Tuesday, September 4, 2007

She WAS a great singer, after all

I followed my own advice from my last posting and sought out some more Rose Bampton. In fact, that very afternoon, I went to Academy Records and chanced upon a live recording of her Marschallin. It's from the Teatro Colon, October 8, 1947, with Erich Kleiber conducting.
The sound sucks. But it's an interesting performance.

Elsa does Carmen
Elsa Cavelti is the Octavian. She's a Swiss mezzo, not terribly well-known, most celebrated for her 1951 recording of Das Lied von der Erde with Otto Klemperer. She makes a surprising good Octavian. She does not strain at all in the high reaches and has a wonderful vocal characterization.
The Sophie is the hitherto unknown to me Olga Chelavine. She is more than serviceable, if not quite ethereal enough. According to one source I found, she was born in Russia, and according to another, she was born and died in Buenos Aires. So yeah, Olga = Russian, Chelavine = Argentinian. Whichever nationality and wherever she was born, she's not bad at all. She's the Papagena on a live Beecham Zauberflöte. Her repertoire included Wellgunde, Yniold, Sophie in Werther: that kind of stuff. The end of the final duet, she is painfully flat, but I have heard live performances in which better singers do it worse! I also heard the execrable Christine Schäfer at the Deutsche Oper sing the most charmless Sophie I have ever heard. It didn't matter if her high B was in tune or not at the end, since I wasn't able to actually hear it. I did hear two phrases from her over the course of the evening, both in the second act, and neither one good). So I'll take a flat high B at the end over miscast charmlessness.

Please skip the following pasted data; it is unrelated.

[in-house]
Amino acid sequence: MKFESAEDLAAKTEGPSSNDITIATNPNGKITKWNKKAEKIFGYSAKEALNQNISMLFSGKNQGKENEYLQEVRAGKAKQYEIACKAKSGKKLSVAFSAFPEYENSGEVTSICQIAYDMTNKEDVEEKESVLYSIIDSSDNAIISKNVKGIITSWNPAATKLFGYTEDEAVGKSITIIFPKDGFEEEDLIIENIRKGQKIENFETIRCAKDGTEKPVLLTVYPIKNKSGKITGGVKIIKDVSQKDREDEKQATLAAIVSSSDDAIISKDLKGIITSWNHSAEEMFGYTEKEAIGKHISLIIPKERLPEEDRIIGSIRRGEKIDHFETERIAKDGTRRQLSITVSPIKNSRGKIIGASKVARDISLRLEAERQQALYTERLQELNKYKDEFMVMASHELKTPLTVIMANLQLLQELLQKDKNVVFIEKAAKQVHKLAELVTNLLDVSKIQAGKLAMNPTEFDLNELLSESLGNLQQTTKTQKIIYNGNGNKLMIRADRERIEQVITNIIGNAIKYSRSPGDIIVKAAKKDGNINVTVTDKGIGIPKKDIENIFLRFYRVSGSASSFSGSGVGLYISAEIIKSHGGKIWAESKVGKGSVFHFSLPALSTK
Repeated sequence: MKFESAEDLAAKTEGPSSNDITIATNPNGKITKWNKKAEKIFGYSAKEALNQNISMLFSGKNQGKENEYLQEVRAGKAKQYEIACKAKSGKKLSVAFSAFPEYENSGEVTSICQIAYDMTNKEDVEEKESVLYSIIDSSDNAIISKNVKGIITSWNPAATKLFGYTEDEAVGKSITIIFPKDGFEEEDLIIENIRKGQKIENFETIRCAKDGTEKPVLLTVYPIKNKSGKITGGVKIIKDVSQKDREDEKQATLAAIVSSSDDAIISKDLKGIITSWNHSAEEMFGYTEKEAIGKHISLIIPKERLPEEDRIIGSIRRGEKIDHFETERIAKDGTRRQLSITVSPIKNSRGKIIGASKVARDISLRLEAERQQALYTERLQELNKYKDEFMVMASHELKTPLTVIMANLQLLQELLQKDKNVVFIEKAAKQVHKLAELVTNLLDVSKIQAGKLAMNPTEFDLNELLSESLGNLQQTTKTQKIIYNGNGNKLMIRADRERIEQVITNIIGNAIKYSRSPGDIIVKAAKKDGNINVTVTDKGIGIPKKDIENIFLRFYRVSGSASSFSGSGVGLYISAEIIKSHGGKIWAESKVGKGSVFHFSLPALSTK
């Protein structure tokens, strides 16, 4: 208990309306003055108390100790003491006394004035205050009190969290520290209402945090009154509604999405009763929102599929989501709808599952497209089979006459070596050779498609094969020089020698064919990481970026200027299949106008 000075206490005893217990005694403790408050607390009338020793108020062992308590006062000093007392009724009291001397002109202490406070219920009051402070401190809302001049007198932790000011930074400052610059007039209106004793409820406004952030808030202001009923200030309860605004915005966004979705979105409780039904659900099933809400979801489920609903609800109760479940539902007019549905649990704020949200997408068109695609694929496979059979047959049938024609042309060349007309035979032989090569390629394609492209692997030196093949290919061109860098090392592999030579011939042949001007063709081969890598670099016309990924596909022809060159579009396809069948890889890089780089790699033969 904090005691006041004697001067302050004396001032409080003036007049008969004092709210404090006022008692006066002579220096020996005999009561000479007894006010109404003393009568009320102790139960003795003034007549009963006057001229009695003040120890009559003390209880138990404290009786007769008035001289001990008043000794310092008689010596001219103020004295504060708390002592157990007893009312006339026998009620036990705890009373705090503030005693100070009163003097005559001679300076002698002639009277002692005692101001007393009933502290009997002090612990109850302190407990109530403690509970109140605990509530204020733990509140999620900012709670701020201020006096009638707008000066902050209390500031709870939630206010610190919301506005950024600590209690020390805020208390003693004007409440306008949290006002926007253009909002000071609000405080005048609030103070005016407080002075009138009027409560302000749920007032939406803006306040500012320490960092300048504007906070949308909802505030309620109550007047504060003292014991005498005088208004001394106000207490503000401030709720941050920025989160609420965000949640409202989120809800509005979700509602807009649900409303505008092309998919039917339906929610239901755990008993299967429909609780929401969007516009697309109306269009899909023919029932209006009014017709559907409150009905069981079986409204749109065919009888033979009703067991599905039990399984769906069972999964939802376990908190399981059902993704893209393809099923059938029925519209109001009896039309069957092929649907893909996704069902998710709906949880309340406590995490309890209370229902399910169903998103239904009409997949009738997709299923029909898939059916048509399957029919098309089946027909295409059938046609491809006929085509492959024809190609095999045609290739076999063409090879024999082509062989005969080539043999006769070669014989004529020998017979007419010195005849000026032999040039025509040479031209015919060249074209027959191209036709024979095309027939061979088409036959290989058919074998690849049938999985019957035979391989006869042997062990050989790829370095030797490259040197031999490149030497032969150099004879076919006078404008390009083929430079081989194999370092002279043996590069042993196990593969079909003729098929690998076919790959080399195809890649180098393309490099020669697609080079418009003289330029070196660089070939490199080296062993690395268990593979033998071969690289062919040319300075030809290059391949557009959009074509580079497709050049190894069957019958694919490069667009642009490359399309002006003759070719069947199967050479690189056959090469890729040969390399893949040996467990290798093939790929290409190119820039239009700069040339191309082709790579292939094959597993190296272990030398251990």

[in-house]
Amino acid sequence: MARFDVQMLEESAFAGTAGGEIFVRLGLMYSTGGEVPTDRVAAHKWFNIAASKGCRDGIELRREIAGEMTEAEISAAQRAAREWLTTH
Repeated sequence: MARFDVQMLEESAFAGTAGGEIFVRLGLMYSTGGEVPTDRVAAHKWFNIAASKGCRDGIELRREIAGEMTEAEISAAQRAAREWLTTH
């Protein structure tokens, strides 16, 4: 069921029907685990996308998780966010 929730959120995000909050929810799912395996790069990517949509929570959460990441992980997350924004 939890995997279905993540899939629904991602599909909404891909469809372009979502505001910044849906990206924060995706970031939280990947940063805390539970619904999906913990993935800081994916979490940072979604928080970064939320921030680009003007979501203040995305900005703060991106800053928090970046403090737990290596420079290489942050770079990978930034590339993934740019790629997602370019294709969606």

Emmanuel List is the Ochs, and since I really can't stand the character's music, I generally don't listen to much of his role. But he's certainly a familiar name and he sounds like the Viennese bumpkin he should.
Good as they are, it is Rose who is the revelation. She soars in the trio and she dedicates herself with great delicacy and individuality to the Marschallin's music. As with all great Marschallins, it is through the words in particular that she creates a memorable characterization. In fact, I shed a few tears upon hearing her sing "Heut' oder morgen". It was a cry from the soul, which was quickly put back in check. Her top is brilliant; she sings the pianissimo "Ros'n" at the end of the first act beautifully and her B at the climax of the trio is radiant.
A curious footnote: as she sings that pianissimo, she is nearly drowned out by a ringing sound that sounds for all the life of me like a pager or a cell phone. Surely the Argentinians were not carrying around such devices in 1947. I'm curious what the sound actually was.